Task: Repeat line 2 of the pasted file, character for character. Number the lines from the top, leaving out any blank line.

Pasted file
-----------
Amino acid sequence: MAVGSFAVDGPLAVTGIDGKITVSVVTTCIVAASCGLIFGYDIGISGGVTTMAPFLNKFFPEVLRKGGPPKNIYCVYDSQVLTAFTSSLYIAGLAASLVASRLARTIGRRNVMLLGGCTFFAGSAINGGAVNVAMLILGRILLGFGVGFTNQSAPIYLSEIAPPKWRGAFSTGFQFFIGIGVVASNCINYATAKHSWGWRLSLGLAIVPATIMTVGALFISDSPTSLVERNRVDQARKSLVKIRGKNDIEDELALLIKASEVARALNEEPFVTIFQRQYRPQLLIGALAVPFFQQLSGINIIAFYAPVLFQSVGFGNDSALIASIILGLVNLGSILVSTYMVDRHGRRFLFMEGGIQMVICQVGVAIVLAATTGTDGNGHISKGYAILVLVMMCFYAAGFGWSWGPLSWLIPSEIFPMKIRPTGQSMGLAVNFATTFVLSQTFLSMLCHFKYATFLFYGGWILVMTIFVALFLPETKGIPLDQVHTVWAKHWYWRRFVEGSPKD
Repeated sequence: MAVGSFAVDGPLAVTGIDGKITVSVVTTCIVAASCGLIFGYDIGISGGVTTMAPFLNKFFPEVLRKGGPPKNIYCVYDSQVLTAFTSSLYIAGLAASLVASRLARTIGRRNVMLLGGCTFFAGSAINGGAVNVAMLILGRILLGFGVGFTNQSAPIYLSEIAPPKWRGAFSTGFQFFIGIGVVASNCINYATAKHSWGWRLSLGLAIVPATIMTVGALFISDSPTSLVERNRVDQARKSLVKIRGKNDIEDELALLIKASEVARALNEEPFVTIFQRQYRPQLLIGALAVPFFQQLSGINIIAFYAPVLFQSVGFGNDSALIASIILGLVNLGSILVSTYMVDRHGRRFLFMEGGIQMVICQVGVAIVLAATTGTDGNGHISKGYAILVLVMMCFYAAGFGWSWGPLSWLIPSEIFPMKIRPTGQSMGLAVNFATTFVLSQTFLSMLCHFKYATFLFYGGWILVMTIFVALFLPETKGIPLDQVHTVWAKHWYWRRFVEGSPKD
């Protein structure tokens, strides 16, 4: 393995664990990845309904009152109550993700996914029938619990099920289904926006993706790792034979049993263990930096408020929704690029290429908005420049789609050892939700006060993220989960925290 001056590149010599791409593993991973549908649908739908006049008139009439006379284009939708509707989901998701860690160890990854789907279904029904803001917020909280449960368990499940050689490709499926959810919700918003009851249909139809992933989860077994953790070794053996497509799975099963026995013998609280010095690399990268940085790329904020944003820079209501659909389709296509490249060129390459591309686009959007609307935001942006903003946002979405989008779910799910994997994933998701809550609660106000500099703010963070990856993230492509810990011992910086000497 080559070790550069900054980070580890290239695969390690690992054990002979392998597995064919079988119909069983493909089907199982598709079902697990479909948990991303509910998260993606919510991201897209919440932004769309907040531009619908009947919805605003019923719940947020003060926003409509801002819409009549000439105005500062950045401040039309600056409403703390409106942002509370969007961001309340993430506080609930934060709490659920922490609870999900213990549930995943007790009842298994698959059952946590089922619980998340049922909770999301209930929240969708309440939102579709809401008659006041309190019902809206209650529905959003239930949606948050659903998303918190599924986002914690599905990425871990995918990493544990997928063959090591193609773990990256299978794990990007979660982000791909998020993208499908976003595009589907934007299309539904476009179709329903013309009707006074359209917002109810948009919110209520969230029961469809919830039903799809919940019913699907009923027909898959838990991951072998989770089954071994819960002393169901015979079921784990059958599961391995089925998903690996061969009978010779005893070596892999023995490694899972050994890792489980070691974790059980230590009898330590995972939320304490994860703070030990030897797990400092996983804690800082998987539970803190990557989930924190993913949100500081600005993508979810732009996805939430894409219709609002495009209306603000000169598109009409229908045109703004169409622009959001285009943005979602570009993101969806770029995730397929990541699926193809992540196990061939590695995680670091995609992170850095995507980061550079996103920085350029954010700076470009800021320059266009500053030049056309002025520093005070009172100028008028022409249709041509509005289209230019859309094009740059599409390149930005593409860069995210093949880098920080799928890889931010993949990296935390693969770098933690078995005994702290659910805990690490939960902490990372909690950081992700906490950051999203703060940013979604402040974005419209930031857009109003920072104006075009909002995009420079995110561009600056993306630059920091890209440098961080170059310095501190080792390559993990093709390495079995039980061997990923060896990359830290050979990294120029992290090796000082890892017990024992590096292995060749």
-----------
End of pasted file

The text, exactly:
Repeated sequence: MAVGSFAVDGPLAVTGIDGKITVSVVTTCIVAASCGLIFGYDIGISGGVTTMAPFLNKFFPEVLRKGGPPKNIYCVYDSQVLTAFTSSLYIAGLAASLVASRLARTIGRRNVMLLGGCTFFAGSAINGGAVNVAMLILGRILLGFGVGFTNQSAPIYLSEIAPPKWRGAFSTGFQFFIGIGVVASNCINYATAKHSWGWRLSLGLAIVPATIMTVGALFISDSPTSLVERNRVDQARKSLVKIRGKNDIEDELALLIKASEVARALNEEPFVTIFQRQYRPQLLIGALAVPFFQQLSGINIIAFYAPVLFQSVGFGNDSALIASIILGLVNLGSILVSTYMVDRHGRRFLFMEGGIQMVICQVGVAIVLAATTGTDGNGHISKGYAILVLVMMCFYAAGFGWSWGPLSWLIPSEIFPMKIRPTGQSMGLAVNFATTFVLSQTFLSMLCHFKYATFLFYGGWILVMTIFVALFLPETKGIPLDQVHTVWAKHWYWRRFVEGSPKD